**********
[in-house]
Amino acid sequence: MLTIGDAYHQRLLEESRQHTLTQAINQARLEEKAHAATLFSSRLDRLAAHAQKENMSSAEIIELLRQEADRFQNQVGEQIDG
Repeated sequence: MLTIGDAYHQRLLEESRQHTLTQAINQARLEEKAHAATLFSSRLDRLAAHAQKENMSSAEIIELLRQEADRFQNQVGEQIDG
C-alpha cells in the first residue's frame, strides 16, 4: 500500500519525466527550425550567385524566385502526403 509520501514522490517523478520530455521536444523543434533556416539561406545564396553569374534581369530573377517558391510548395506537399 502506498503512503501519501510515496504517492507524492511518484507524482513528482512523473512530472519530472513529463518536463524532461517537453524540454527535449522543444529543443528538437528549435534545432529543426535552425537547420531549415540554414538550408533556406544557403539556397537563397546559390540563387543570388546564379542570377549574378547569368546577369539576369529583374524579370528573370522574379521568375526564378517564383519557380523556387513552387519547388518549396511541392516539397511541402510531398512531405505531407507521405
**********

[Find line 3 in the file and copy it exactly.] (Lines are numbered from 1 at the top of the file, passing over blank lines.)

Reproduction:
Repeated sequence: MLTIGDAYHQRLLEESRQHTLTQAINQARLEEKAHAATLFSSRLDRLAAHAQKENMSSAEIIELLRQEADRFQNQVGEQIDG